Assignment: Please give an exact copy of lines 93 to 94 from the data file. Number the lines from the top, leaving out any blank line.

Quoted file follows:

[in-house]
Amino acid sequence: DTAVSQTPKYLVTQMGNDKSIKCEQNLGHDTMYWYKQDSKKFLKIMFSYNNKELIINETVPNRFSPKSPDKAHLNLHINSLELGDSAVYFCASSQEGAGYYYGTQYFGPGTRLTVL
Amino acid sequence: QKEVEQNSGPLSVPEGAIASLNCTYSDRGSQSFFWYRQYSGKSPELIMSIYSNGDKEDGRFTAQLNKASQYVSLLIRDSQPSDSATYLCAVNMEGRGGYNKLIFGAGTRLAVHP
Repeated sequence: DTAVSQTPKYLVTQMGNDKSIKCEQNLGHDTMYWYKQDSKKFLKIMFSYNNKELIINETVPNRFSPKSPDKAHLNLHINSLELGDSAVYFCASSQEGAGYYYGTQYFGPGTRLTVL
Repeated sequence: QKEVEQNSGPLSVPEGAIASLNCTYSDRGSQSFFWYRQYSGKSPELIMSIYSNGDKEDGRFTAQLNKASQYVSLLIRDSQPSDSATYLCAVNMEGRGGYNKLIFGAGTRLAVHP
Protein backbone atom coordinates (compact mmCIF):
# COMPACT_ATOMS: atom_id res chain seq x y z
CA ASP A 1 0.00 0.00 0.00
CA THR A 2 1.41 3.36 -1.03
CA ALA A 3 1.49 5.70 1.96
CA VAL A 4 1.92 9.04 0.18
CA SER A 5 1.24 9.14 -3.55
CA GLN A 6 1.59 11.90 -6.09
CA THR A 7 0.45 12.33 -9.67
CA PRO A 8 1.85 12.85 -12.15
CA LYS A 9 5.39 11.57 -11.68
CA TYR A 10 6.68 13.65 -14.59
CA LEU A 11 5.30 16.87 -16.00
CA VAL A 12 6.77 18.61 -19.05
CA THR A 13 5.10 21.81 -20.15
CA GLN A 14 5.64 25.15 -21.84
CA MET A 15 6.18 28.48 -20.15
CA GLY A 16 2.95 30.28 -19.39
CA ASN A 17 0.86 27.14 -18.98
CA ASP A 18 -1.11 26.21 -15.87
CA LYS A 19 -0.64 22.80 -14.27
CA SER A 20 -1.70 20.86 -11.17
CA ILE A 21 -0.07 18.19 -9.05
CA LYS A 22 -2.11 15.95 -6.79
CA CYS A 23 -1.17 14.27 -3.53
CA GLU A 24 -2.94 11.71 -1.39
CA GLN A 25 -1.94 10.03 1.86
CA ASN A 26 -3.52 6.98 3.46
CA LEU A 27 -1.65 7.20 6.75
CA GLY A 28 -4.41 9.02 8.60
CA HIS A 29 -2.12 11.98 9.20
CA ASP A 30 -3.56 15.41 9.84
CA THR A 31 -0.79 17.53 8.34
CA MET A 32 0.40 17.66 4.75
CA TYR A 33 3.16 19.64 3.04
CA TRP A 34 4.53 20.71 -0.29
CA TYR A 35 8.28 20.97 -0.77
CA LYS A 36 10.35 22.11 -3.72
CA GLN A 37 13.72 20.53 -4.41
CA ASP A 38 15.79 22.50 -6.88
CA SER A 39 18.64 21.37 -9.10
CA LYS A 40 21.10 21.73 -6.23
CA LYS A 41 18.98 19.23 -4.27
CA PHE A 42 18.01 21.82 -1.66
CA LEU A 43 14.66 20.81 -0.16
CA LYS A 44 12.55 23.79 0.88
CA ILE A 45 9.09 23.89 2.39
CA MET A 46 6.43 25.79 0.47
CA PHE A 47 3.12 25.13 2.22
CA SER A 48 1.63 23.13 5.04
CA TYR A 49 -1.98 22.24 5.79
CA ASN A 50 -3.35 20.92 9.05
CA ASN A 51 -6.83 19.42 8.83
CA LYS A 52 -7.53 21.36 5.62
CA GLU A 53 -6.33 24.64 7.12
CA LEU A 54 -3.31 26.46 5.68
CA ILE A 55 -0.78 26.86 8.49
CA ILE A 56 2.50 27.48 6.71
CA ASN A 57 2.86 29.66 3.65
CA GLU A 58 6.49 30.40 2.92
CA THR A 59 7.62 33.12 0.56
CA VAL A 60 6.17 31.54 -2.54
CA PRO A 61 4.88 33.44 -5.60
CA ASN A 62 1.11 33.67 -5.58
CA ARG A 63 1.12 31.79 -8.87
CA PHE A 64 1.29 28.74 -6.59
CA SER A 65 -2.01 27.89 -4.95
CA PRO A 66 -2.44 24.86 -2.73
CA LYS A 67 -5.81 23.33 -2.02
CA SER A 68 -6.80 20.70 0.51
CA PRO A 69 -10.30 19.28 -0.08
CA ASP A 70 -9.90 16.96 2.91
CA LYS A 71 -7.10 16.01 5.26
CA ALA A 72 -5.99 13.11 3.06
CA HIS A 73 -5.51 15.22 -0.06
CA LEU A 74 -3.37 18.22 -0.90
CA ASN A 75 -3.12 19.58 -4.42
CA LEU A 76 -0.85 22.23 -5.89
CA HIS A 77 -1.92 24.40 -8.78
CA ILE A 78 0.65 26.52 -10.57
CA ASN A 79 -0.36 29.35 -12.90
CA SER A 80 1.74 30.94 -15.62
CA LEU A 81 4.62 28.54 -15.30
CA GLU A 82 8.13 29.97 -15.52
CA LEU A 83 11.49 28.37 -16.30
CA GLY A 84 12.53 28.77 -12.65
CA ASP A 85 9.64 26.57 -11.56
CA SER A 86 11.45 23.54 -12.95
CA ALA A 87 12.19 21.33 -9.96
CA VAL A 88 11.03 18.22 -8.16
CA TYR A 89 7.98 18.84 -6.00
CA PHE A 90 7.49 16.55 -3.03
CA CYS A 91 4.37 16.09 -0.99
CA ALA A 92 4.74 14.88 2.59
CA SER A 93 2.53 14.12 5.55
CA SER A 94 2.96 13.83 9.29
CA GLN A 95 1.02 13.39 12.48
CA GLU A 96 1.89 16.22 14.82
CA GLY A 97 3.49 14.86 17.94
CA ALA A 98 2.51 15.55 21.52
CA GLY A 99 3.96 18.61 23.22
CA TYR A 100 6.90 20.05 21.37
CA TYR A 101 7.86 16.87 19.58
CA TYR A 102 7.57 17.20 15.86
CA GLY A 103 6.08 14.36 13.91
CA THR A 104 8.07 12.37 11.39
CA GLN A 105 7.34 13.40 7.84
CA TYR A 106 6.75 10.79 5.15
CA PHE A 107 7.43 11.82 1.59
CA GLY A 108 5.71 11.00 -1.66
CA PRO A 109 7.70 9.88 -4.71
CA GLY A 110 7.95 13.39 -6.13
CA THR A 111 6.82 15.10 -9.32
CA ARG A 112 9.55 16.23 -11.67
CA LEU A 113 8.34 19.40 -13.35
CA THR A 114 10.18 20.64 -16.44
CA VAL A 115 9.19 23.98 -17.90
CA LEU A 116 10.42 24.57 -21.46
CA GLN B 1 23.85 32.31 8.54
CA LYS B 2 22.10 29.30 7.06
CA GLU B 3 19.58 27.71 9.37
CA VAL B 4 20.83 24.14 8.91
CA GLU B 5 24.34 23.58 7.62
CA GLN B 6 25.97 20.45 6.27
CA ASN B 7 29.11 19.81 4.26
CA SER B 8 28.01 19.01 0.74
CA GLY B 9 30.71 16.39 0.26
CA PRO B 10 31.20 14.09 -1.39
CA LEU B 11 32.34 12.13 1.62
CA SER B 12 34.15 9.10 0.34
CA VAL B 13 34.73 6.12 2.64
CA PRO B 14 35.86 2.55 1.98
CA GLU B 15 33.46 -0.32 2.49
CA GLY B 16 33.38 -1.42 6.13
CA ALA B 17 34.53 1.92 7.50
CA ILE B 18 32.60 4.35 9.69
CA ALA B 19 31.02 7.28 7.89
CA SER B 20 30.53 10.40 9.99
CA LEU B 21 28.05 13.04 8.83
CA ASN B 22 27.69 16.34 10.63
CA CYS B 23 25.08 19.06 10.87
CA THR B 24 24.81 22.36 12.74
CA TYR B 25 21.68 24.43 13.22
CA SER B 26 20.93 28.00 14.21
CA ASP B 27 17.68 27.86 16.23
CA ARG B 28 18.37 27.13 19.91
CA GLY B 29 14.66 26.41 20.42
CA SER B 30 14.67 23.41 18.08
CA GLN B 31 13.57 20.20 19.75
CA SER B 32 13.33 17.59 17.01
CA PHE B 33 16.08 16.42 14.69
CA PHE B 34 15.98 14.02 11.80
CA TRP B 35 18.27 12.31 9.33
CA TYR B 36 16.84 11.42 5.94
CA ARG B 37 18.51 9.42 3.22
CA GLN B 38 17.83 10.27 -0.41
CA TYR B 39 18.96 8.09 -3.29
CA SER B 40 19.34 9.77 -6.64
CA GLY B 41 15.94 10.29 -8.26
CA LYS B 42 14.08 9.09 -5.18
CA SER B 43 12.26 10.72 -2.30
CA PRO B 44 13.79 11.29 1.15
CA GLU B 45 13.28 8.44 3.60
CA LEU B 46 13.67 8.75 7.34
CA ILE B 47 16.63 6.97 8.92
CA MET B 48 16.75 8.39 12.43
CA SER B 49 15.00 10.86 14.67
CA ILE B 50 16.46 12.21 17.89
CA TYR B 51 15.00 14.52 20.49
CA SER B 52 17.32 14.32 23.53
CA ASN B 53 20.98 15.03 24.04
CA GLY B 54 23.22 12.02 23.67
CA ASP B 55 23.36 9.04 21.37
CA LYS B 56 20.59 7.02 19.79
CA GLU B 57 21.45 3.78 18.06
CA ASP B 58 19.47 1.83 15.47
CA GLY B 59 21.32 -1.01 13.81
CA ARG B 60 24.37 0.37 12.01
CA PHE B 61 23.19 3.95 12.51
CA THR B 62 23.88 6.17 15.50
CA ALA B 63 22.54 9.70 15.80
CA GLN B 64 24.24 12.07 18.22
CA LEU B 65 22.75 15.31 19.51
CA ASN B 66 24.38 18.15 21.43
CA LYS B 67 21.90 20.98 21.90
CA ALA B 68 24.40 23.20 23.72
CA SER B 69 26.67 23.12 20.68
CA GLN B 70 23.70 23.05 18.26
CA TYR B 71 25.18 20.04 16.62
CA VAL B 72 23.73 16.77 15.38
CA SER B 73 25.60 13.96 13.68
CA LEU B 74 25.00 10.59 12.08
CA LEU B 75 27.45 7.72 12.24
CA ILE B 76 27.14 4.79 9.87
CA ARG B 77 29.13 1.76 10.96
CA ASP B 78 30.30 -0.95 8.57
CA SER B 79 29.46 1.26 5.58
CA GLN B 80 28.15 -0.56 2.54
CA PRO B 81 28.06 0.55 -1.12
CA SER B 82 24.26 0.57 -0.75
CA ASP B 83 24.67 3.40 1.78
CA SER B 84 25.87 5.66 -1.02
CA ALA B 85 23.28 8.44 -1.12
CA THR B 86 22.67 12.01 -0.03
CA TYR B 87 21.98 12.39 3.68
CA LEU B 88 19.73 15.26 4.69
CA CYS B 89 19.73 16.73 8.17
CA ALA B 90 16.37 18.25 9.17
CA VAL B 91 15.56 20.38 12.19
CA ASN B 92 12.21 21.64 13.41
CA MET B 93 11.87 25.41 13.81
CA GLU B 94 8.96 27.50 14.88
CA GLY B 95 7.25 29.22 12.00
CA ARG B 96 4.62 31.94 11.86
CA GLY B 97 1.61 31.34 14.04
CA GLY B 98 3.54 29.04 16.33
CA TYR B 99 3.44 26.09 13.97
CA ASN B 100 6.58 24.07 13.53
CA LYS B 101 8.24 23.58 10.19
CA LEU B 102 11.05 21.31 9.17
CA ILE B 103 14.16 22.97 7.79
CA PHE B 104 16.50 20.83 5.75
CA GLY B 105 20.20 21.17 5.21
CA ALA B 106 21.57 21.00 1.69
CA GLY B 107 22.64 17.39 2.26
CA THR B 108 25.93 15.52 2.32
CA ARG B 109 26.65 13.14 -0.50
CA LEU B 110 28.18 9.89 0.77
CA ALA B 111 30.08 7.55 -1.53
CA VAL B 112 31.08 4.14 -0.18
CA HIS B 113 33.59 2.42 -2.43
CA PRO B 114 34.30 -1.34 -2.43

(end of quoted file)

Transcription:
CA SER A 86 11.45 23.54 -12.95
CA ALA A 87 12.19 21.33 -9.96